“More than half of modern culture depends on what one shouldn’t read.”
So says Oscar Wilde in The Importance of Being Earnest.
While Wilde was referring to the taboo literature of the time, this quote makes me think of the poorly written/edited books flooding the market today.
There are so many of them that I’ve decided to no longer read self-pub/small press books without first glancing at the acknowledgements. If there are no thanks given to early readers, critique partners, beta readers, and/or editors, then I’ll pass.
Why does it make a difference?
Because it tells me that the author gives no value to those things and likely has not even bothered with them.
Is it tough to be critiqued? Heck yeah!
Sometimes a harsh critique will leave you slumped in a corner crying (been there), but it’s a necessary step in the evolution of your craft.
You MUST get feedback to improve.
When I say get critiques I don’t mean from your parents, siblings, spouse, aunt, or friends. I mean from other writers. People who are navigating the same rocky terrain as you. Join a writing group or find a few critique partners (CPs) whose judgement you can trust.
So, where do you find a CP?
If you’re just starting out, try critiquecircle.com.
It’s easy to join and use. You’ll get feedback from multiple writers—I’ve had up to seven at a time—which will give you a good idea of where the problems are in your writing.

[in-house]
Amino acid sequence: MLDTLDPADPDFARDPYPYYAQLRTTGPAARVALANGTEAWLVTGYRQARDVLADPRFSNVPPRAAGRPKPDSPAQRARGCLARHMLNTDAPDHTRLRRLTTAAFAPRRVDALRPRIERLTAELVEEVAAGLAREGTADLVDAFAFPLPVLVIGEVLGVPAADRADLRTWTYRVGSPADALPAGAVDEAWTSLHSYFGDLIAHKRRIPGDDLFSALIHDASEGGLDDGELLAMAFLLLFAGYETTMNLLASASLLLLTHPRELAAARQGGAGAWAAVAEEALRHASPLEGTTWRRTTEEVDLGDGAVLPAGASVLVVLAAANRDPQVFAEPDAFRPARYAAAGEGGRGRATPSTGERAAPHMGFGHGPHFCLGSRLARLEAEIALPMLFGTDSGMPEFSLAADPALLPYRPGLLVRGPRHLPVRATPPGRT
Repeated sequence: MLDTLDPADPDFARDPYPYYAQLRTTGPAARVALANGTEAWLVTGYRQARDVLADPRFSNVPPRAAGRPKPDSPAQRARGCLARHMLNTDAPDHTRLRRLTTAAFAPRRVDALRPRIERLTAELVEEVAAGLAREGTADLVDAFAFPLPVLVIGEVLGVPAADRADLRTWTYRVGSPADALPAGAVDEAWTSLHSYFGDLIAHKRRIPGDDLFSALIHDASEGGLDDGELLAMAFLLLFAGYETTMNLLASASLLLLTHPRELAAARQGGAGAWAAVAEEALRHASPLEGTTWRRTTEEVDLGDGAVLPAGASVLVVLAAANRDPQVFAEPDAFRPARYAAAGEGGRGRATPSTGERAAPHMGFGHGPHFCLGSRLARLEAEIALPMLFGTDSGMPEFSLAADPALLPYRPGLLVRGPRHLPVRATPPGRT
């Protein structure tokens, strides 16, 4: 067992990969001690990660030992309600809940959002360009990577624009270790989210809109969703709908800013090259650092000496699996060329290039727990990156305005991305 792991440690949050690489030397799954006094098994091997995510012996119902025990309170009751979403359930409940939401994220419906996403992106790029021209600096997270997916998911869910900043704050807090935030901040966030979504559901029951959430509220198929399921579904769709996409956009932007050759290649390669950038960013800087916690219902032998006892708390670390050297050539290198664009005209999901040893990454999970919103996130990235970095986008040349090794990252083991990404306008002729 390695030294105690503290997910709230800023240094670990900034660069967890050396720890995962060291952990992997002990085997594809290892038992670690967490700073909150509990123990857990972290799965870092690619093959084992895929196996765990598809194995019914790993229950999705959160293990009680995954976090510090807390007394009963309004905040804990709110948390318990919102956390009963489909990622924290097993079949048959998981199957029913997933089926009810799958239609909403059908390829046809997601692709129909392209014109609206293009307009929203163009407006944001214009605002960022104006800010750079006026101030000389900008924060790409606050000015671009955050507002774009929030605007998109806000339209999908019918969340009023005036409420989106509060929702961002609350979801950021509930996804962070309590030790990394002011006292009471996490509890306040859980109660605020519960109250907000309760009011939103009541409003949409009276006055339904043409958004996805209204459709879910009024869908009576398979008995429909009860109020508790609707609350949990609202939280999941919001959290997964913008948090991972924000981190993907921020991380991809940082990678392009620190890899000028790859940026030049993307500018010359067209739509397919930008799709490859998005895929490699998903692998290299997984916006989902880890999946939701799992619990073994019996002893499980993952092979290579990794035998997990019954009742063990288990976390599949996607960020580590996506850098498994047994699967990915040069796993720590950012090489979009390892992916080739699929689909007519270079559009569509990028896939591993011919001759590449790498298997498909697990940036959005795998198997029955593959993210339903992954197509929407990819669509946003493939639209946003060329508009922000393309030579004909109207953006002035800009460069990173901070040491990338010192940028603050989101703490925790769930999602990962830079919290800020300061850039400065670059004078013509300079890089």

Once you have improved significantly, find a genre-specific writing organization. Most of them have resources for locating CPs and beta readers.
For example, if you’re writing Children’s, MG, or YA, SCBWI is the place for you. For Historical Fiction, Historical Novel Society. Christian, ACFW. Also check the FB groups of these organizations. They may have a group you can join specifically for beta reading or critiquing.
This all seems like ‘Duh’ advice—and I wish it was—but I’ve read too many duds lately to think this post is superfluous.
Happy writing and critiquing!
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2 thoughts on “The Importance of Being . . . Critiqued”
Such helpful advice, Stephanie. I feel the same way. I love the writing end of our craft, but the polishing part is the hard one. If we fail to do this, we get what we earned. The effort is a must. I’d like to share this article in my blog if you will permit me to. I promise not to change one word. Pat
Hi, Pat! Editing is definitely hard work. I’m glad you liked the article. I’d love for you to share it on your blog! 🙂
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